Such sensibilities are at the heart of the devilishly lyrical European style known as gypsy jazz. The swing variations Vignola has discovered within that sound and throughout Reinhardt’s recorded legacy have led to a prestigious career as a recording/performance accomplice of such disparate notables as Madonna, Donald Fagen, Mark O’Connor and many others. It has also kept Vignola on the road playing upwards of 200 concerts a year with rhythm guitarist Vinny Raniolo, one of which will unfold Sunday at Natasha’s.

“The European artists had a different ethnic music than us,” Vignola said.”For instance, Django was brought up with French musette music with accordion players and singers and everything. So naturally, he’s going to have a different approach when he hears jazz with different inflections, like the vibrato, and the kinds of scales he used. The group he assembled, which essentially started this movement of gypsy jazz was the Hot Club of France with three guitars, violin and bass. So that being brought into jazz was a unique sound, and Django’s playing was absolutely stellar.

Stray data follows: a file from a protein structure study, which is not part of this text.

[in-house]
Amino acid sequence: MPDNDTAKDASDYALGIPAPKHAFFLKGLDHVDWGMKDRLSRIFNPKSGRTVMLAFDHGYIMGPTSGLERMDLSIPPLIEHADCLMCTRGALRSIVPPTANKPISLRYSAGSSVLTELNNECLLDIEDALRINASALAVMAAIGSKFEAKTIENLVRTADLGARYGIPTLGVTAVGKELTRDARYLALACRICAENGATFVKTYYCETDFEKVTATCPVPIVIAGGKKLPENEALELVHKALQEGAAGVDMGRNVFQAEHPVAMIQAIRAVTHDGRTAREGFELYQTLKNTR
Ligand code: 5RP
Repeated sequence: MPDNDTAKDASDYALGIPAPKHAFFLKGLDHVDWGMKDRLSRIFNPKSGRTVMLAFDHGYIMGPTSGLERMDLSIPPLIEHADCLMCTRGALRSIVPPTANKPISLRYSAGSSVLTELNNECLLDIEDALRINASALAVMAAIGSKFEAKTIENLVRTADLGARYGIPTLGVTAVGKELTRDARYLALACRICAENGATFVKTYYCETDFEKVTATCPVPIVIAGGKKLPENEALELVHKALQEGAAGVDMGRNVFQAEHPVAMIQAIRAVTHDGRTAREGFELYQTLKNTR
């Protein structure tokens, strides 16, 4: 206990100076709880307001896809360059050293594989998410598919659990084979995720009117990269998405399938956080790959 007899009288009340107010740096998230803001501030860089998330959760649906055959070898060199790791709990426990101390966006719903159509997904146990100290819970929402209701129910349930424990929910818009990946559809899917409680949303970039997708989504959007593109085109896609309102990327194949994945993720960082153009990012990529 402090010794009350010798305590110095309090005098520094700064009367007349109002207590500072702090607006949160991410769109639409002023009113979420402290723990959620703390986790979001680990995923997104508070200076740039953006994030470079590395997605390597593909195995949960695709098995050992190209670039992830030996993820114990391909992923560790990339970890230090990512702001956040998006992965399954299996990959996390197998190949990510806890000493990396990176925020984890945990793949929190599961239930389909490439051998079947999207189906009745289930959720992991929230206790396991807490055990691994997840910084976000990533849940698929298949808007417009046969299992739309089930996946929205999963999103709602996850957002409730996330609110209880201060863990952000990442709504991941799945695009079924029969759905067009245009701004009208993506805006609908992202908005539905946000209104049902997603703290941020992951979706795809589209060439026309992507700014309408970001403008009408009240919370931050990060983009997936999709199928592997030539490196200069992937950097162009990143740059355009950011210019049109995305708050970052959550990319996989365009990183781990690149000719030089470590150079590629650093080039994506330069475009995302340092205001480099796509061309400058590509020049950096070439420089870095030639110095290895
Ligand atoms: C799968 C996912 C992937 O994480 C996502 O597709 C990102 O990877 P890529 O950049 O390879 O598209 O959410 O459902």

“The music was very melodic and influenced by every Louis Armstrong record Django would hear over the radio. Then he would play this music in his style. So it’s interesting with that French background that he was able to develop a very unique way of playing jazz. That’s what attracted me to it.”

As European as Vignola’s music often is, his playing today is not dictated exclusively by Reinhardt. In fact, there are strong parallels to American string music within many gypsy jazz structures, which Vignola readily acknowledges.

“It’s like European bluegrass,” he said. “Bluegrass bands all have all acoustic instruments. You might have three or four guys chunking along playing rhythm. There would be no drums, but you would have a bass player and a soloist. I mean, I’m not an expert on the gypsy sound, but I would consider myself an expert on Django Reinhardt. But I was just as influenced by Led Zeppelin and Charlie Christian and Lightning Hopkins and Paul Simon. The list goes on and on.”

It you need proof of just how multi-cultural the inspirations are behind Vignola’s very singular jazz sound, take a listen to his recent recordings with Raniolo, particularly Melody Magic and Beloved Earth Songs. They toss The Shadows’ surf classic Apache, The Police’s Walking on the Moon, Mozart’s Symphony No. 40 and even the Kansas hit Dust in the Wind to the lean and powerfully melodic swing sound pioneered by Reinhardt.

Placing genre-jumping songs within such a stylistically specific setting is only half the fun, though. The rest comes from performing the resulting music within one of Vignola’s most championed group formats – the guitar duo.